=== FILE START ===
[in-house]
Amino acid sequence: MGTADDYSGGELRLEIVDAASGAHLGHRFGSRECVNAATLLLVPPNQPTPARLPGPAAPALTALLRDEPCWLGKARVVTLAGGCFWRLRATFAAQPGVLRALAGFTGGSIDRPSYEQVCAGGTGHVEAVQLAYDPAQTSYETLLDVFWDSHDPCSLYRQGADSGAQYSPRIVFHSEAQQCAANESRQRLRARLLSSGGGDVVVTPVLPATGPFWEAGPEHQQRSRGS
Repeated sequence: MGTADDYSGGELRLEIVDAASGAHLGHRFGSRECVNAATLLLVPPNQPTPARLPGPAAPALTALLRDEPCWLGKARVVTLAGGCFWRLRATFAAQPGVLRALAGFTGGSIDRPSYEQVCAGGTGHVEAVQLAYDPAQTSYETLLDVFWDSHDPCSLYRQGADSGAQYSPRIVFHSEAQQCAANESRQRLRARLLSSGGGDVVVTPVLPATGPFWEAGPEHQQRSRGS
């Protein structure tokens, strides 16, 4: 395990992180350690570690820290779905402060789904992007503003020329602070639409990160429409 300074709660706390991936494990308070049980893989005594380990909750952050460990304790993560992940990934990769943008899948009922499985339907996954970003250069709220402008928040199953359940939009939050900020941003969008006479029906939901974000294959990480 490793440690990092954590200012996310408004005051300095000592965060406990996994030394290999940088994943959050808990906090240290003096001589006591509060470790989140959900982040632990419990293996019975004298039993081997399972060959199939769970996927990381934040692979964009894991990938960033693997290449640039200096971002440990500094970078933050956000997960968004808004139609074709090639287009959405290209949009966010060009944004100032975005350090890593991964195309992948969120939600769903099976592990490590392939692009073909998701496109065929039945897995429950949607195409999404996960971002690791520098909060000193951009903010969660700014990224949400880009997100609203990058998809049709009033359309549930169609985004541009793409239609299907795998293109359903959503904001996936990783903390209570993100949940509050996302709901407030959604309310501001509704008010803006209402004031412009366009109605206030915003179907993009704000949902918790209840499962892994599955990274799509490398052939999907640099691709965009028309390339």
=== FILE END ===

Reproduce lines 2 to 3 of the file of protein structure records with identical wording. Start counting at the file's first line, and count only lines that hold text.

Amino acid sequence: MGTADDYSGGELRLEIVDAASGAHLGHRFGSRECVNAATLLLVPPNQPTPARLPGPAAPALTALLRDEPCWLGKARVVTLAGGCFWRLRATFAAQPGVLRALAGFTGGSIDRPSYEQVCAGGTGHVEAVQLAYDPAQTSYETLLDVFWDSHDPCSLYRQGADSGAQYSPRIVFHSEAQQCAANESRQRLRARLLSSGGGDVVVTPVLPATGPFWEAGPEHQQRSRGS
Repeated sequence: MGTADDYSGGELRLEIVDAASGAHLGHRFGSRECVNAATLLLVPPNQPTPARLPGPAAPALTALLRDEPCWLGKARVVTLAGGCFWRLRATFAAQPGVLRALAGFTGGSIDRPSYEQVCAGGTGHVEAVQLAYDPAQTSYETLLDVFWDSHDPCSLYRQGADSGAQYSPRIVFHSEAQQCAANESRQRLRARLLSSGGGDVVVTPVLPATGPFWEAGPEHQQRSRGS